Brock Slabach, MPH, FACHE, Senior Vice-President of the National Rural Health Association, discussed new developments in rural health care at the American Society of Health-System Pharmacists (ASHP) Midyear 2018 Clinical Meeting in Anahein, CA. In this clip, he discusses how Congress might support rural health care in 2019.
Brock Slabach, MPH, FACHE, Senior Vice-President of the National Rural Health Association, discussed new developments in rural health care at the American Society of Health-System Pharmacists (ASHP) Midyear 2018 Clinical Meeting in Anahein, CA.
ASHP officials honored Slabach with the Award of Honor during the meeting's opening session of ASHP. Slabach was recognized for his leadership on rural health issues, including advocating for health care policies that address the needs of patients receiving care in small and rural hospitals. A rural hospital administrator for more than 21 years, Slabach specializes in rural health system development that encompasses population health and the varied payment programs moving rural providers into value-based purchasing models. Under his leadership, NRHA joined the Patient Access to Pharmacists’ Care Coalition to expand patient access to care in medically underserved communities by granting pharmacists provider status. Slabach regularly shares his expertise with ASHP through various ASHP and NHRA collaborations to promote patient care in small and rural hospitals.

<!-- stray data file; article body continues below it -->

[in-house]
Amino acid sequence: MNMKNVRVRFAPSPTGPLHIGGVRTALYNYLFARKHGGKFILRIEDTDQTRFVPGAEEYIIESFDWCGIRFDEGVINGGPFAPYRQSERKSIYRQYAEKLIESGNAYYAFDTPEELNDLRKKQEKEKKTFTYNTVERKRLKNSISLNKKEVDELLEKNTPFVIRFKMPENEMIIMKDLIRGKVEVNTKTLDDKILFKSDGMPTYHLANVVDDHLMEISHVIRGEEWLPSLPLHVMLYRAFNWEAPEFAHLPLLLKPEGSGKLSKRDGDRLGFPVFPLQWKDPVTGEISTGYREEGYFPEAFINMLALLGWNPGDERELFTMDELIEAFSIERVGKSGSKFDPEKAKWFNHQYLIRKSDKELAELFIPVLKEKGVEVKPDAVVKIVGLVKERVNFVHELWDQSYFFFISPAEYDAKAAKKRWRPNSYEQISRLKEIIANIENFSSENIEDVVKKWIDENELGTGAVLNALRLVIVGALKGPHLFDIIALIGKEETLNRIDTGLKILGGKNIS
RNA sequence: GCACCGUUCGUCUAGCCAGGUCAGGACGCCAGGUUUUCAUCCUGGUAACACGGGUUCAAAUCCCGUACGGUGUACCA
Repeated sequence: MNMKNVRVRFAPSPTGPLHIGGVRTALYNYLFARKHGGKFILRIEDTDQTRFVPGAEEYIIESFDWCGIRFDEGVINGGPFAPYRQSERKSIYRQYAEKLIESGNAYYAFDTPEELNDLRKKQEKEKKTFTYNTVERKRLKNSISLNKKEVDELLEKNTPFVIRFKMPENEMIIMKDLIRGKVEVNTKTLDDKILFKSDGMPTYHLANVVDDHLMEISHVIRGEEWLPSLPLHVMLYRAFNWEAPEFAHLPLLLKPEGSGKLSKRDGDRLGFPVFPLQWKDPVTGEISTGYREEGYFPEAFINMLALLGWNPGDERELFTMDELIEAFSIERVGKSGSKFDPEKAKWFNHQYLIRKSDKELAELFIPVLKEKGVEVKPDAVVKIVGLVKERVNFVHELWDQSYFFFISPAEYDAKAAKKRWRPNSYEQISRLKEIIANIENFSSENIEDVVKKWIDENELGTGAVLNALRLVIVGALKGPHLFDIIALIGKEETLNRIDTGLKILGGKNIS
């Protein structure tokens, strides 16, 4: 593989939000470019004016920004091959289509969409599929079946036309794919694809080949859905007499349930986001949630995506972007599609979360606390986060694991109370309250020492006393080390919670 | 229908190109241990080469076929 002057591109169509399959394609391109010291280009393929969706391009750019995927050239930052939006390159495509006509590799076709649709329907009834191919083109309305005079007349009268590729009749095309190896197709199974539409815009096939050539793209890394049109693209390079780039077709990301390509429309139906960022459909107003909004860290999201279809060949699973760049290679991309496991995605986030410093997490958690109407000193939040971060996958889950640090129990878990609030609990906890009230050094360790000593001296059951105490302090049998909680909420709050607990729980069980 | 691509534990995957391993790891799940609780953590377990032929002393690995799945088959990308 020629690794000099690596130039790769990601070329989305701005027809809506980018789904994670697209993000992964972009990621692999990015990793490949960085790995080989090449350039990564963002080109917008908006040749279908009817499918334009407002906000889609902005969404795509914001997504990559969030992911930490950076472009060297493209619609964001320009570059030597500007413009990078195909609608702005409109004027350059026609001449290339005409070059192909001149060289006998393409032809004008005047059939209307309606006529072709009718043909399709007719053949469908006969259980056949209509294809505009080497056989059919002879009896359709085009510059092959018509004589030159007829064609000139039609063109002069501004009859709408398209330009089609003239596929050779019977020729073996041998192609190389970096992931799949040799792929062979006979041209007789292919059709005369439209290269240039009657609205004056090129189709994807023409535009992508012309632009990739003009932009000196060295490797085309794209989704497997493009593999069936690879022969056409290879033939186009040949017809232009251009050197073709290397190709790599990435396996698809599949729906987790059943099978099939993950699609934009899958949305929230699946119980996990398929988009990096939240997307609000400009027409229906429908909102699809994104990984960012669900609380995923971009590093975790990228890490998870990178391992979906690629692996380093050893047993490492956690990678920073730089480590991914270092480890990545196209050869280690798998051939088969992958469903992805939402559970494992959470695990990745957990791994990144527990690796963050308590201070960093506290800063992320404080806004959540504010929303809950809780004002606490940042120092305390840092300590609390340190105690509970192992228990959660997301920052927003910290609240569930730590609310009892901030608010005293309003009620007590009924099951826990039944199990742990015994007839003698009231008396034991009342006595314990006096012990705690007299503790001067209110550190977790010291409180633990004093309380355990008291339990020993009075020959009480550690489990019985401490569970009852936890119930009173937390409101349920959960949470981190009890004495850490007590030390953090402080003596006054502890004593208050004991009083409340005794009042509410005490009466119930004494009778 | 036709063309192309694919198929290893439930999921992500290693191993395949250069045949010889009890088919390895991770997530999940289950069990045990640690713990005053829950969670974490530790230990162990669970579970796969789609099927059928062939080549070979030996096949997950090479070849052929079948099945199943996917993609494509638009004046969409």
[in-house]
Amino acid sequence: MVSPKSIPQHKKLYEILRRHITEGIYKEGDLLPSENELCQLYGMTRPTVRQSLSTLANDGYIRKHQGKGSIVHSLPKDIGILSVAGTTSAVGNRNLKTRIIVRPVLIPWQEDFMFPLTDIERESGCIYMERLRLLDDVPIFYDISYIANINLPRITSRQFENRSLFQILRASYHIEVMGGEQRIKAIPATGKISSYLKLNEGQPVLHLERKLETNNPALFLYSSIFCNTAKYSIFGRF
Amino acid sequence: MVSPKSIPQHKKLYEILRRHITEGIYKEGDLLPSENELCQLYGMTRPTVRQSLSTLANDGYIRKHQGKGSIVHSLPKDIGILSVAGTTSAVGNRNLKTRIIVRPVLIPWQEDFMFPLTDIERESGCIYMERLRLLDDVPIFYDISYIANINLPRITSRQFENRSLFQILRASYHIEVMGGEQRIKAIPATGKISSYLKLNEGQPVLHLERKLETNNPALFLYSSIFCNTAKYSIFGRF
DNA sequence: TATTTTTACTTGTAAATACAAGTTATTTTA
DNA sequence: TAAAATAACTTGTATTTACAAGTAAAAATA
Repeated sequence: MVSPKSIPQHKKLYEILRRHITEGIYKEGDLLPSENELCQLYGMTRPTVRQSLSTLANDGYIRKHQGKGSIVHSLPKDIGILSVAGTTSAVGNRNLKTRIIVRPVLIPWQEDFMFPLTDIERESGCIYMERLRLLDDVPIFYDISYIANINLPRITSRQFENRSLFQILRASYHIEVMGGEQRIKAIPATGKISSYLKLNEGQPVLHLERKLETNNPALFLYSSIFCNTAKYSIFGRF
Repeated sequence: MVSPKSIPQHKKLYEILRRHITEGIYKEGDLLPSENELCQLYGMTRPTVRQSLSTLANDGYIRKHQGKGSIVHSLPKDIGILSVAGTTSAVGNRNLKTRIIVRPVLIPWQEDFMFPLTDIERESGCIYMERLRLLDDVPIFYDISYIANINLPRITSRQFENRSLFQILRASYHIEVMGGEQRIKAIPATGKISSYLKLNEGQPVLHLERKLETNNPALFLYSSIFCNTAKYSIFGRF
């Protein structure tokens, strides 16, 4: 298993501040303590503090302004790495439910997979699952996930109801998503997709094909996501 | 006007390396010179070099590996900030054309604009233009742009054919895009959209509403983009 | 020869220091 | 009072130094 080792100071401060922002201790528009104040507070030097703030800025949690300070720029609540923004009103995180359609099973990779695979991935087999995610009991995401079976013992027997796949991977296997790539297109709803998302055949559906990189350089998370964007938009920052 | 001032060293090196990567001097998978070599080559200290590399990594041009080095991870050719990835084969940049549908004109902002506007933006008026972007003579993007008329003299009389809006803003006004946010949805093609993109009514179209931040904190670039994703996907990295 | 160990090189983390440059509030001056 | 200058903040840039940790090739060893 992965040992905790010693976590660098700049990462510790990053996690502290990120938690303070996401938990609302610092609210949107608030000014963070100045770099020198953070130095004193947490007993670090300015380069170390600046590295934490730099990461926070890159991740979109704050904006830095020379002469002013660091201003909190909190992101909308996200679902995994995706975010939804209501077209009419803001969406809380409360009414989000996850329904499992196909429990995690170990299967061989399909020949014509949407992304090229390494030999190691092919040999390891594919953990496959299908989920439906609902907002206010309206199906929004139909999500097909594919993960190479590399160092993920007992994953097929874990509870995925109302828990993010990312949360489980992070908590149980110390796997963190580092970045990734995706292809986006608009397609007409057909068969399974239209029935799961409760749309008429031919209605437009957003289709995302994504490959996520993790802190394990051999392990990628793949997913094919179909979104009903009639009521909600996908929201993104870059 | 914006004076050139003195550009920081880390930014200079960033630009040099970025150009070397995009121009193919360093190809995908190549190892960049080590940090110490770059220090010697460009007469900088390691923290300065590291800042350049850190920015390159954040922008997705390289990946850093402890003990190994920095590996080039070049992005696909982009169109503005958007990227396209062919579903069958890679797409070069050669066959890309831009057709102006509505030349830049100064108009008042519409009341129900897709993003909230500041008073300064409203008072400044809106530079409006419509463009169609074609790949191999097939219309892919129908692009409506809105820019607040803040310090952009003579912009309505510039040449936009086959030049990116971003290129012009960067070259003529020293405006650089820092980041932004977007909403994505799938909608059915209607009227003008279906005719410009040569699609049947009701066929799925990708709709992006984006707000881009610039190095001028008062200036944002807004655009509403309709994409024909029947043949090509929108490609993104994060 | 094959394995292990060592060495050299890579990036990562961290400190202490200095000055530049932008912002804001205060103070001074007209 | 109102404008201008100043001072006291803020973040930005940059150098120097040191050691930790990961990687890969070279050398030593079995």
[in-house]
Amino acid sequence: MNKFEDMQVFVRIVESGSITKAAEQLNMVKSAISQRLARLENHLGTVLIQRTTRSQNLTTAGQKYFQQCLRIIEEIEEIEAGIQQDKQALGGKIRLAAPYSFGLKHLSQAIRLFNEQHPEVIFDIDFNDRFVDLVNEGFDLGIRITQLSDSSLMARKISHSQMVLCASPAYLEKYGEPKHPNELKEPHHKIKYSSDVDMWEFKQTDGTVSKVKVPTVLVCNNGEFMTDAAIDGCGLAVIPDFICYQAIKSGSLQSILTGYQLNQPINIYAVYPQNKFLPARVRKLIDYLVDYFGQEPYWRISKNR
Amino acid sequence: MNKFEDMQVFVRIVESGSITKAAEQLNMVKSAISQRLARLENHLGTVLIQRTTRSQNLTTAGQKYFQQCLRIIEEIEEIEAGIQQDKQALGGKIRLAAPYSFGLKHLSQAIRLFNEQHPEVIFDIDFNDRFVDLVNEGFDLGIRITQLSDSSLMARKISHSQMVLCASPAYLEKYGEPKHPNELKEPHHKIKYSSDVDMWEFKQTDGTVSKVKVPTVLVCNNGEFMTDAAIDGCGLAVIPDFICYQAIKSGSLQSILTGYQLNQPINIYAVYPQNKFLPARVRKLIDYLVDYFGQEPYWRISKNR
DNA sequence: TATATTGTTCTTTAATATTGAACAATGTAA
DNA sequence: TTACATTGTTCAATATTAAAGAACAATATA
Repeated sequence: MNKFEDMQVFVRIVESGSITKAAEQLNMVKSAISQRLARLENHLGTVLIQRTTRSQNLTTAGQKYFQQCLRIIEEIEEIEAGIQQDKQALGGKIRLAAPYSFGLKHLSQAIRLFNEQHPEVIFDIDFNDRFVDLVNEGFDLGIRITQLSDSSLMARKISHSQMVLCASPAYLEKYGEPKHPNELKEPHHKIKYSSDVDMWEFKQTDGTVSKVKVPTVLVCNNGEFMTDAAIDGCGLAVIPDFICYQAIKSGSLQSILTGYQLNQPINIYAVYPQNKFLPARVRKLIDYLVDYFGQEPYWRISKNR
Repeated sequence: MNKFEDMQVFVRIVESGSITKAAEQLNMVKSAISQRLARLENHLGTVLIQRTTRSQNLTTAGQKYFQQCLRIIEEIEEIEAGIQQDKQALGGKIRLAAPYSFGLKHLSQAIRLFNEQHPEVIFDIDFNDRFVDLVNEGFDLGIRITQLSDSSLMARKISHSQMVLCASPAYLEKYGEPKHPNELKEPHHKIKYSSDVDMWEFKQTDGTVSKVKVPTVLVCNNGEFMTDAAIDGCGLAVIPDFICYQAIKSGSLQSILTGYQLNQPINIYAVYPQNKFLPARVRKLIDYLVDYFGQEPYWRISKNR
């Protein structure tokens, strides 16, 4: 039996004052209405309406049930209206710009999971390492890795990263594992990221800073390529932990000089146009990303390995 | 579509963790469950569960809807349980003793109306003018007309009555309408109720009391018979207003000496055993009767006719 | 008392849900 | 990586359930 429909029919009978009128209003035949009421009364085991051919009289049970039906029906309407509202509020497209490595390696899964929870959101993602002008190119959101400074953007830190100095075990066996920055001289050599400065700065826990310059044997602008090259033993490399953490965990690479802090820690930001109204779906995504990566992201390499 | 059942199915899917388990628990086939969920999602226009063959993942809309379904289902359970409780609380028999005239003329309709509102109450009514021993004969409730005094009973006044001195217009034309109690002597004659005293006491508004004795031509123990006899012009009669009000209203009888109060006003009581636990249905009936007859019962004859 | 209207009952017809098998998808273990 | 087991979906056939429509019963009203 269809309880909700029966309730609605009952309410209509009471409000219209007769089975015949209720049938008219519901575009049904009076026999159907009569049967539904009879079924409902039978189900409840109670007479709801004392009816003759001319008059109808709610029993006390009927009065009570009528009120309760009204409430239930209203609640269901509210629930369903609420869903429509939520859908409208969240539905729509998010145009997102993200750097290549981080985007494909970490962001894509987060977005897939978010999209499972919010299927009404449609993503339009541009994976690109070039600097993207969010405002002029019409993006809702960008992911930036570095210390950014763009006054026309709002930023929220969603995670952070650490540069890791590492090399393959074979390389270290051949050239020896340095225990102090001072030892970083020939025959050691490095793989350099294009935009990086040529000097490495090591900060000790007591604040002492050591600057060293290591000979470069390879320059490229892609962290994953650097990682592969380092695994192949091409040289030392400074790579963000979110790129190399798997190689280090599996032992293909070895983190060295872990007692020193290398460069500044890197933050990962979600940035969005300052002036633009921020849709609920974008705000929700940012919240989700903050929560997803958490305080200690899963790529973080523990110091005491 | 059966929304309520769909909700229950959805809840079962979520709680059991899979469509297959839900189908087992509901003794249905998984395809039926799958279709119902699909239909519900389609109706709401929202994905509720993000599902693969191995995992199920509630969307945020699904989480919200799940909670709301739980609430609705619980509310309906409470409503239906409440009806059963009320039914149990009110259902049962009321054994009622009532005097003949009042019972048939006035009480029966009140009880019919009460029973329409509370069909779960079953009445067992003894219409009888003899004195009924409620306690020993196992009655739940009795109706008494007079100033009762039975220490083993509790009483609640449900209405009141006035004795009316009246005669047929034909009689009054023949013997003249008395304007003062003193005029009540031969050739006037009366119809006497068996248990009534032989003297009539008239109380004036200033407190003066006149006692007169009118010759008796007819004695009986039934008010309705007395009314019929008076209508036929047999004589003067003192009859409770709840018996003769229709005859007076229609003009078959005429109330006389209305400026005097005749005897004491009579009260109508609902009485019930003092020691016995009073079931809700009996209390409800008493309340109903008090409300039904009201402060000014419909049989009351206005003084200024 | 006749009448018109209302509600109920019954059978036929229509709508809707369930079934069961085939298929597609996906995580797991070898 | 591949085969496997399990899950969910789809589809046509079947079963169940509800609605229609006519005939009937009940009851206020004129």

The ASHP Board of Directors’ Award of Honor recognizes individuals outside the pharmacy discipline who have made extraordinary national or worldwide contributions to the health field.
In this clip, Slabach discusses how Congress might support rural health care in 2019.
Brock Slabach, MPH, FACHE: We have an opportunity with this new Congress coming in January to look at 2 key things. One is new provider types, basically 'how do we pay for care in rural areas?' How do we do so rationally? I think we have an opportunity in this new Congress to make that kind of effort. The second is in the area of infrastructure. I’m real optimistic about Congress being able to organize itself around an infrastructure bill, and we want to make sure that that happens. That health care is seen as part of that economic, part of that infrastructure planning and legislation. We don’t want it to be just bridges and buildings and roads. We think that health care is an important piece of that, and we need to put that into any bill that’s coming forward for infrastructure. Our rural communities need the infrastructure in order to manage the transformation that we need to make in health care.